Why intelligent design isn't science
Why intelligent design isn't science
Seattle PI on this topic, Krugman on ID, Chronicle of Higher Ed on ID, Letter to editor

Living organisms are complex. Their origin is beyond human experience. William Paley's "argument from design" has immediate appeal. His analogy of the watch (complex entity) and watchmaker (designer) is problematic. We know that watches are designed and how watchmakers design them. On the other hand we have no direct evidence that living organisms are designed and we have neither direct evidence for a designer nor, assuming one exists, evidence for how the design process works. One could substitute "magic" for "design" with no loss of insight.

Phillip Johnson, one of the fathers of the intelligent design (ID) movement said:
"What I noticed in 1987, was that Darwinism and evolution were more in my field, legal analysis, than in science. The amount of biology you have to know to argue it is very slim. It was mainly a matter of assumptions and logic."
Johnson, a lawyer, overlooks that science is (profoundly) more than logic. Explanatory mechanisms and experimental evidence are crucial to science. Science doesn't "prove" as in Aristotelian logic, but gives best explanations for natural phenomena. ID, the notion that life contains design input, is logically and philosophically legitimate. It fails on the scientific side. We have no evidence for a designer and no idea how a presumed designer works. For evolution we have evidence of mutation and selection. We understand mechanisms, at least partially. These mechanisms make testable predictions many of which (thousands at least) have been confirmed. Is evolution sufficient? There's no evidence for sufficiency, but insufficiency isn't evidence for additional processes.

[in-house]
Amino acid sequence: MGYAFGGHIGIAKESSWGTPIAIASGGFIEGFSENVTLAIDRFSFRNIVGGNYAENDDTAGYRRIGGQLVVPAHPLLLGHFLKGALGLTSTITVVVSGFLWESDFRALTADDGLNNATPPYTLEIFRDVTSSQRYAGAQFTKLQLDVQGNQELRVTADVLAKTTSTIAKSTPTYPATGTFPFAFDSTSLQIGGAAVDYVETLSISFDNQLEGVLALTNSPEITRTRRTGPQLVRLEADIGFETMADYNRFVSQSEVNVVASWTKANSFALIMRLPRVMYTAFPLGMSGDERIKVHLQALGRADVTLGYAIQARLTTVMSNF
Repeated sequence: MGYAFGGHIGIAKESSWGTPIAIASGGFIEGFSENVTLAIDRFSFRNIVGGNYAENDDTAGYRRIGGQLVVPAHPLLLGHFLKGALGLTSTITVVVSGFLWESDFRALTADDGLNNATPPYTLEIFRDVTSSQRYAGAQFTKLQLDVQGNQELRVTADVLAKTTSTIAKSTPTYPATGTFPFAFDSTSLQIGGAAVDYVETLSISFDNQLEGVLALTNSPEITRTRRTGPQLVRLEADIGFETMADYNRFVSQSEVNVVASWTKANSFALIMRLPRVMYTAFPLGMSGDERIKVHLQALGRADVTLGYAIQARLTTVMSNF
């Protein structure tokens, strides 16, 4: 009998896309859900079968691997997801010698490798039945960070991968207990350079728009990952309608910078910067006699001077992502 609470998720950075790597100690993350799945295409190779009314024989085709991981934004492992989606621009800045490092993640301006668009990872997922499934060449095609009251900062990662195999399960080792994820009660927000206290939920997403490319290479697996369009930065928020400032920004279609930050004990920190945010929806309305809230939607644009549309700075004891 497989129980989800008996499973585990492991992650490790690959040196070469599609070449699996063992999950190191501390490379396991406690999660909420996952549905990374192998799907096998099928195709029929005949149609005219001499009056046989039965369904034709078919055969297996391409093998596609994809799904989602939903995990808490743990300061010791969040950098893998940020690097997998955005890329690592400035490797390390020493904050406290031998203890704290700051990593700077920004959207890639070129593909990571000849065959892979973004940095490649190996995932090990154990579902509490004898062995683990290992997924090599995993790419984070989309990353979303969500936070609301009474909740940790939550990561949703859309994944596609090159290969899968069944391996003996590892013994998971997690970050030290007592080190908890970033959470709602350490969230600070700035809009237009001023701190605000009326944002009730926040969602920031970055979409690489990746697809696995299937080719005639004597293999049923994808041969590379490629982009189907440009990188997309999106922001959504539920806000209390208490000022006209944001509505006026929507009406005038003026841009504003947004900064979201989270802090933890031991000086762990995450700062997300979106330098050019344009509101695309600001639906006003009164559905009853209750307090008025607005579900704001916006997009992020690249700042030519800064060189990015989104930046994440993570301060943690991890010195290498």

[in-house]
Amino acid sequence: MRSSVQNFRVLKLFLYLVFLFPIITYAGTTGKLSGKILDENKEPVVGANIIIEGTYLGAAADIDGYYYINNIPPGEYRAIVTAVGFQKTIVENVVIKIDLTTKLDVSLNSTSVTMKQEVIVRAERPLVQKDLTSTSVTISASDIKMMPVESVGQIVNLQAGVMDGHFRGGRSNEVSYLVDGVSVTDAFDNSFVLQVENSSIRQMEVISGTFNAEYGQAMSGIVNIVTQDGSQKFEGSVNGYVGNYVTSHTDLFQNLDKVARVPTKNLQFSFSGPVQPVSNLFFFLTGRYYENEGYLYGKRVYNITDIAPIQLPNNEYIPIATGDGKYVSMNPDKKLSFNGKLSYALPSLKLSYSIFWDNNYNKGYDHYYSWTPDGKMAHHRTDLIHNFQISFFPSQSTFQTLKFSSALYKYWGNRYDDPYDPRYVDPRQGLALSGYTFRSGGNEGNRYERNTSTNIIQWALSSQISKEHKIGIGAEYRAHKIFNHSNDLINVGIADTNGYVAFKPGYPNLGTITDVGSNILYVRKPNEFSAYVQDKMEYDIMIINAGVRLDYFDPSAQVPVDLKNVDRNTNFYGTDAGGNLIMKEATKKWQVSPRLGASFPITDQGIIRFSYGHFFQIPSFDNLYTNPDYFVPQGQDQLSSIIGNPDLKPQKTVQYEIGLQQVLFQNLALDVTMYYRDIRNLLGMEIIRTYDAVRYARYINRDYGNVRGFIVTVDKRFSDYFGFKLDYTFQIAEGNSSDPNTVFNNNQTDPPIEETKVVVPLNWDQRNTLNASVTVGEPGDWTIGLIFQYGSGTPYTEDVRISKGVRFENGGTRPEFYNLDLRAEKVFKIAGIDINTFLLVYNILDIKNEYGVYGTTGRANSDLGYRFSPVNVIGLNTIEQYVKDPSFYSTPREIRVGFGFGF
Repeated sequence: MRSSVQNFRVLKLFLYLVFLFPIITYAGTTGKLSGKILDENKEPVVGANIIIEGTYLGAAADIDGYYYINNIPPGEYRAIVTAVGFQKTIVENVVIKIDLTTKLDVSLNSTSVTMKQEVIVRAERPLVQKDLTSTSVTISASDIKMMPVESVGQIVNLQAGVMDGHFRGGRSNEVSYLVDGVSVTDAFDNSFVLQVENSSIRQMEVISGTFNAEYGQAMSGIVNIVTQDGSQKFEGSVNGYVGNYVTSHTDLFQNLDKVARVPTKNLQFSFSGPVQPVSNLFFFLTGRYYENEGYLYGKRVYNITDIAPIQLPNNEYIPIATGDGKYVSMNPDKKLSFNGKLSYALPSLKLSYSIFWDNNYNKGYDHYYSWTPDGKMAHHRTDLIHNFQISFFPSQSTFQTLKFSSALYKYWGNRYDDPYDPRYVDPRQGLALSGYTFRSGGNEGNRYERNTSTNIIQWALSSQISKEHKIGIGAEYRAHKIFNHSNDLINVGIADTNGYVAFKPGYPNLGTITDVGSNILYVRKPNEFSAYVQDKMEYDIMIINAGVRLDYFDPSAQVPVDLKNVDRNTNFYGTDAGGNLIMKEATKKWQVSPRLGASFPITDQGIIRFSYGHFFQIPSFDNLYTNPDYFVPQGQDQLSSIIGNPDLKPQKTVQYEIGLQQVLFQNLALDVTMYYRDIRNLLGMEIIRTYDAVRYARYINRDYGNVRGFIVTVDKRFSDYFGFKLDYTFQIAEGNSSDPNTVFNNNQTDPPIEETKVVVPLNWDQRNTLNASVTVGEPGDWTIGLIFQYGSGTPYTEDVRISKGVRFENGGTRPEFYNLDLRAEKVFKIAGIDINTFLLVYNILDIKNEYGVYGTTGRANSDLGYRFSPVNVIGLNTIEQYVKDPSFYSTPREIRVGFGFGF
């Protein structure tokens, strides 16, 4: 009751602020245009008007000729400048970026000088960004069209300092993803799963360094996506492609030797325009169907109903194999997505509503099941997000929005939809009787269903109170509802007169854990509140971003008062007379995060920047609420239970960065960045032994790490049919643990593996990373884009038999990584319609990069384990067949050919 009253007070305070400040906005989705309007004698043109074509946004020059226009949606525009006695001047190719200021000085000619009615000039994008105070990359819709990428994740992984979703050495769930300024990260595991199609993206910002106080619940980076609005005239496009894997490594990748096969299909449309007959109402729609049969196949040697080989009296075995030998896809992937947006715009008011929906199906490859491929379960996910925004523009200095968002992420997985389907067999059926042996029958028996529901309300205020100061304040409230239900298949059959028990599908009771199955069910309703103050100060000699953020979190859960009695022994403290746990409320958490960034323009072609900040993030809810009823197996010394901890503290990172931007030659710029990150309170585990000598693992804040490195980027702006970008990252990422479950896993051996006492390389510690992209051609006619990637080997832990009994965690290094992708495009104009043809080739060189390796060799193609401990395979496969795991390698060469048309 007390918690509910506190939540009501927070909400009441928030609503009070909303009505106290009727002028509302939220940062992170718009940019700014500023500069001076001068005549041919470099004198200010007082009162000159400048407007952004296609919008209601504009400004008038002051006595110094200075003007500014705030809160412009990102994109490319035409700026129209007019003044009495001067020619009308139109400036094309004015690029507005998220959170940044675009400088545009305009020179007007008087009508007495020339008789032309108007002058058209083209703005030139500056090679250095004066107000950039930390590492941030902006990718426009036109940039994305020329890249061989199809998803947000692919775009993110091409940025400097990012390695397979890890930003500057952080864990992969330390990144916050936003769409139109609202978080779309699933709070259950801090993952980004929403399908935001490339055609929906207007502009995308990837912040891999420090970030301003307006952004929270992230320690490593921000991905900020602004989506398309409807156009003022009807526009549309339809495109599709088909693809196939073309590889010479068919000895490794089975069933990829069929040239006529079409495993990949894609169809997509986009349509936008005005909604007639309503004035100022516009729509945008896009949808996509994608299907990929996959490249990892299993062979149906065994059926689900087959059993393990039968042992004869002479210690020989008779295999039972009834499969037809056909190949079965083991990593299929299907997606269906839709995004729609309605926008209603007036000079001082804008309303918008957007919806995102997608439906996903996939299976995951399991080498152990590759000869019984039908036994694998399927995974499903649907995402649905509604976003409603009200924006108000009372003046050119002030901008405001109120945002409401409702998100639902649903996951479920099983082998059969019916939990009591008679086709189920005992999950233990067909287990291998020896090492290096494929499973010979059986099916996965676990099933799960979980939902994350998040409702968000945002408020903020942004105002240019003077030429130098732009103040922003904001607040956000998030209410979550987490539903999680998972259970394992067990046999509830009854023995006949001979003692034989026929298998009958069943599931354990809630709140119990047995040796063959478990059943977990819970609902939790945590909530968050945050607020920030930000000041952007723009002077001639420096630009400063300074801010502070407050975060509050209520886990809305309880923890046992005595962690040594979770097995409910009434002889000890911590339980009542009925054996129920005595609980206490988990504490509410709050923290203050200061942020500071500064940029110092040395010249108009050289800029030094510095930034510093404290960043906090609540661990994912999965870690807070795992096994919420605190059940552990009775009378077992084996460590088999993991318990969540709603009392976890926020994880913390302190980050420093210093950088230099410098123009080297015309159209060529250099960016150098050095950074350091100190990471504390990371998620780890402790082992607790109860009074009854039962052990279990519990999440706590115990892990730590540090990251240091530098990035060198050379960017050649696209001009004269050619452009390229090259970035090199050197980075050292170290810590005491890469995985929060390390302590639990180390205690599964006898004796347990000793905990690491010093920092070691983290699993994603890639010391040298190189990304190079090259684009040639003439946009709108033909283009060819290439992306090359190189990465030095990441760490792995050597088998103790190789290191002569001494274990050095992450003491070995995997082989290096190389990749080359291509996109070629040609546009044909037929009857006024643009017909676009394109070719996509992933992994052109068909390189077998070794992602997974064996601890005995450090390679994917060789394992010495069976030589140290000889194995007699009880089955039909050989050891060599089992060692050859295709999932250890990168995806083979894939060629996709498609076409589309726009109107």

Absence of mechanism and absence of testable hypotheses exclude ID from science. ID is like plate tectonics in the early 20th century. It was plausible, but lacked an established mechanism; so geologists ignored it. The discovery of sea floor spreading confirmed plate tectonics. Before carrying the analogy too far, bear in mind that plate tectonics made testable predictions even before the mechanism was established. In contrast to ID there were, from the beginning, plausible mechanisms.

Early proponents of ID made much of "information". William Dembski proposed the "law of conservation of information". This was recognizable (by physical chemists and molecular biologists) nonsense. Dembski now realizes this, but the notion of "information" as an independent entity still permeates ID.

Scientific literature shows evolution to be a highly productive theory. So far ID has produced only a few controversial papers in (very) obscure journals. The absence of clear theory, testable predictions and fruitful scientific literature are (highly) problematic for ID.